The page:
Hey lovely people, welcome back to another long-delayed episode of Mull or Keep.
Since the last Mull or Keep, I’ve been struggling to think of interesting top tier meta decks that I think need an in-depth look. Many of the decks that are played now are very similar to what has been shown before. There is some room for exploration here, but instead I’ve been following thebigboy’s teaching league (kindly run by @FightingWalloon) and thinking about some of the matches in there.
If you don’t know much about thebigboy’s teaching league, then the best place to go is here. You can also join #bb_teaching_league on the Stimhack Slack to follow how it is going. The league specifically targets new players, and is set up so they can only use specific predetermined decks (found here) made by thebigboy for learning the game. These decks were made with consideration for each other, to be roughly balanced, and also to be mostly competitive in the global meta should the player decide to continue with them, perhaps making a few minor tweaks. The fact that the decks are fixed in stone is great for promoting player skill growth, especially with relation to the fundamentals of how to play Netrunner well.
If you’re a new or intermediate player, I strongly recommend picking up these decks to give a try, and participating in the above teaching league.
In this Mull or Keep, I’m going to be focusing on the GRNDL teaching deck vs the Kit teaching deck. The link above on the teaching decks gives some interesting information on these decks, but they are about the broad overall strategy, and there are some even more interesting specifics for this exact match-up.
1x Geothermal Fracking
1x High Risk Investment
3x Hostile Takeover
3x Oaktown Renovation
3x Project Atlas
3x Snare! ●●●●● ●
3x Beanstalk Royalties
3x Fast Track
3x Hedge Fund
3x Scorched Earth
1x Sea Source ●●
A brief overview of the decks.
Kit: Kit’s primary economy is Magnum Opus, which she will install immediately as often as possible and click to gain significant flexibility. She leans hard on Gordian Blade as a way to get through any server, with Tinkering and Femme for backup here. Her goal is to lock down the remote (preventing the corp from scoring), and then do a mix of letting agendas build up in hand and legwork, or repeated R&D interface runs to close the win. Despite being a deck focused on late game inevitability, she is also strong against early rush. With her ability and Gordian Blade, you need at least 2 ICE to prevent her from getting into a server. With 3x Stimhack in the deck, she can easily setup from a low economic position and still get into your server.
GRNDL: GRNDL is a rush deck with a kill backup. The deck uses Sea Source + Scorch to kill the runner, with Snare to hurt the runner if they misplay. Snare heavily discourages HQ accesses, and allows for some late game options if the runner out-moneys you. The kill combo is reasonably hard to pull off, both in terms of getting the money and finding the pieces. An early score of an over-advanced Project Atlas is crucial, as it means that the 1x Sea Source is retrievable at any time. Although this deck can quite strongly threaten a kill with hard burst economy and many kill cards, I would argue that its primary win condition is quickly scoring agendas behind cheap ice.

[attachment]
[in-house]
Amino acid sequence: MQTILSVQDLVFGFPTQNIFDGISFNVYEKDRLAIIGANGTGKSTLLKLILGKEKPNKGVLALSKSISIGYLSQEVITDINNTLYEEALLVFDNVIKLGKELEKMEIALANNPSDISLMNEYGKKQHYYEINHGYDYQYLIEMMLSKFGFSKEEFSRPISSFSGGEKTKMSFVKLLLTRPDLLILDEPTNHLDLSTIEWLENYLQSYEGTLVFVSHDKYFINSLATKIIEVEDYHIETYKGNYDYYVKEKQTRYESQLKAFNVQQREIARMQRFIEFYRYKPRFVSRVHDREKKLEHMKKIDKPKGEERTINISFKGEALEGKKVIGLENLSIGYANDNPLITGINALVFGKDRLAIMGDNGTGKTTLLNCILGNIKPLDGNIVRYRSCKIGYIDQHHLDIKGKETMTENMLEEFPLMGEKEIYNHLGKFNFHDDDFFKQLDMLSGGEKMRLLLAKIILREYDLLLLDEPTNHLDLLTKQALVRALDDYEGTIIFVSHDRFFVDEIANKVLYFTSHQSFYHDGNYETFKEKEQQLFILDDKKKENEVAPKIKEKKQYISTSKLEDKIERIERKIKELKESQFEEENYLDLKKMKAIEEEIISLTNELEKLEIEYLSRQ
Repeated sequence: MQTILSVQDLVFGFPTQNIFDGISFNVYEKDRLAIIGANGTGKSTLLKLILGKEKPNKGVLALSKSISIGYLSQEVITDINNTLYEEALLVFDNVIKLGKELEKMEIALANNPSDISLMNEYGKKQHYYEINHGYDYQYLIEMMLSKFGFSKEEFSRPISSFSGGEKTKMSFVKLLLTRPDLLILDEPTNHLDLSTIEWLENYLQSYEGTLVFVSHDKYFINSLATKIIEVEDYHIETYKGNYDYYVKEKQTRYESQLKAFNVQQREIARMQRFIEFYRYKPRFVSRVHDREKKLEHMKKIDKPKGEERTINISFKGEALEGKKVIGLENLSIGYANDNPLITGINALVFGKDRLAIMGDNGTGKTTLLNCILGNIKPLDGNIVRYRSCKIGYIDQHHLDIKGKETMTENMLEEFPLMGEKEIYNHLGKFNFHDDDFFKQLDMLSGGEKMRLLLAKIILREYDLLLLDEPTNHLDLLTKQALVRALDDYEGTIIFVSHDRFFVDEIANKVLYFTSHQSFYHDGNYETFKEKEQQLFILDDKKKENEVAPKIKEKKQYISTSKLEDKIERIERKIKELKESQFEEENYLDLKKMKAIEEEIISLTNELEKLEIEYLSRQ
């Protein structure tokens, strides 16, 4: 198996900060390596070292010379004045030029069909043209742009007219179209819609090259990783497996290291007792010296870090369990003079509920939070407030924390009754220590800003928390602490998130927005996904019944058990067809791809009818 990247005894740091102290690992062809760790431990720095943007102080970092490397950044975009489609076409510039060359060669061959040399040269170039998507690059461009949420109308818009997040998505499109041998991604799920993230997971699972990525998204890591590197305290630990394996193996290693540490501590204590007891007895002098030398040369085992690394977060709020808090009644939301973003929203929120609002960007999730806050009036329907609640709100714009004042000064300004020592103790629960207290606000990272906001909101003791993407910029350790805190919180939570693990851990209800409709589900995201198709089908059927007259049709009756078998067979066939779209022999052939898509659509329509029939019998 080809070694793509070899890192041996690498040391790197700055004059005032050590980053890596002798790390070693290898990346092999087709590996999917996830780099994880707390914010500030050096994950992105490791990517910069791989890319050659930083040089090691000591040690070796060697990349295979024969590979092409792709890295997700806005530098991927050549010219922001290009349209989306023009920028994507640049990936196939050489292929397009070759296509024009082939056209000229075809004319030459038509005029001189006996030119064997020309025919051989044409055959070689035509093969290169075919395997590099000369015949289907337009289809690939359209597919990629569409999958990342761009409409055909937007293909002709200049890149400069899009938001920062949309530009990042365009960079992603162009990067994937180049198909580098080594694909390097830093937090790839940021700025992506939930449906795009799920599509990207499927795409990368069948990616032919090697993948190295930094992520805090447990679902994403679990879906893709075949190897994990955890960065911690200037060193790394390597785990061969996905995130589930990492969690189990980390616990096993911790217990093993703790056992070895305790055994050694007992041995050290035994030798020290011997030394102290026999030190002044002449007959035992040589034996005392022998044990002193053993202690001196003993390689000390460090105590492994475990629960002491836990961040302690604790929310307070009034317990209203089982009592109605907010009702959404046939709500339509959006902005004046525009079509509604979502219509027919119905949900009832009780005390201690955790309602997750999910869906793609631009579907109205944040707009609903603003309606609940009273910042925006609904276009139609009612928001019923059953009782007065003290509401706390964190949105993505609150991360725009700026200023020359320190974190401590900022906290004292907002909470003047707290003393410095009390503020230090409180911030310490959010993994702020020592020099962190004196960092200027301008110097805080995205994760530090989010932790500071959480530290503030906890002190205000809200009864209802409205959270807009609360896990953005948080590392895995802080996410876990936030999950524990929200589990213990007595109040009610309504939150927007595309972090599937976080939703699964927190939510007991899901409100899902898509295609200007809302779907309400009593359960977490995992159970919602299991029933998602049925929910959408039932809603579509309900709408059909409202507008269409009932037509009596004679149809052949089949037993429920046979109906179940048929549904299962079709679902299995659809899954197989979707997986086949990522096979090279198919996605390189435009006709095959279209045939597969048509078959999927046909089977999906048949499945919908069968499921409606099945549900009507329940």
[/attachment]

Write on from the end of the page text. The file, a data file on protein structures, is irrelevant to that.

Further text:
This match-up is heavily in Kit’s favour, probably the most so of all the teaching deck match-ups, but it is also a huge trial by fire for new runners. If you’re new, you might make a lot of mistakes, like running while low on credits, or running last click into a Snare, or contesting a remote that doesn’t really matter if the corp scores, or just not keeping enough cards in hand. These are some strong lessons for the new player, however once they are learned GRNDL has a very very tough time.
One aspect of improving your play is never basing your entire strategy around hoping the runner makes a mistake. When deciding what to do as GRNDL, you should probably be planning as though the Kit player knows what they’re doing. This leads into some matchup specific truths:
- Kit has late game inevitability. With Magnum Opus, she will out-money you and you will not be able to get the kill online.
- With only one Sea Source in the deck, and still needing to find 2 Scorched Earth, your ability to threaten an early game kill is effectively zero.
- Project Atlas is super important. From 0 points you absolutely need this scored with an advancement counter. This enables your kill or increases the general threat of your servers.
- Baiting a remote run into a Snare is difficult. Kit will likely only do it if you have 4 points scored, and either no Atlas scored or an Atlas with a counter on it.
- Noting all the points above, you therefore need to rush to 4-5 points as soon as possible.
So what is the game plan against Kit?
First you want some small cheap ice, preferably 2 pieces, as well as some agendas in hand. Then you want to install the ice in a remote server, and put the agenda in there. Your ideal first turn scenario is either 2 ice and an Atlas or 1 ice and an advanced Atlas. If they don’t run the 2 ice scenario, then you probably want to advance the Project Atlas without scoring anyway, as the token enables a whole threat that is not available otherwise.
One important part about the above play is that you should not ice centrals. HQ is pretty much always safe, because the threat of Snare protects it from a good player, even if you don’t have the Snare in hand. R&D will probably bleed some agendas as you play, but you have to just let that happen and hope it favours you. If you devote resources to defending R&D, you will definitely lose, but if you don’t, you will only maybe lose. This may change as the game drags on, but a surprisingly large number of games against Kit finish with no ice on any central server.
It is possible that Kit will go broke playing resources into contesting your first turn remote. This is less ideal than if she ignores it, but also significantly slows down her setup. Chances are she is now low on credits without a Magnum Opus installed, so she will be spending a few turns clicking for credits and then installing it. Even better, chances are high that she has only created a temporary solution for getting into your server, such as tinkering the barrier and then using Gordian Blade to get in. If this is the case, you can immediately start scoring behind this server again.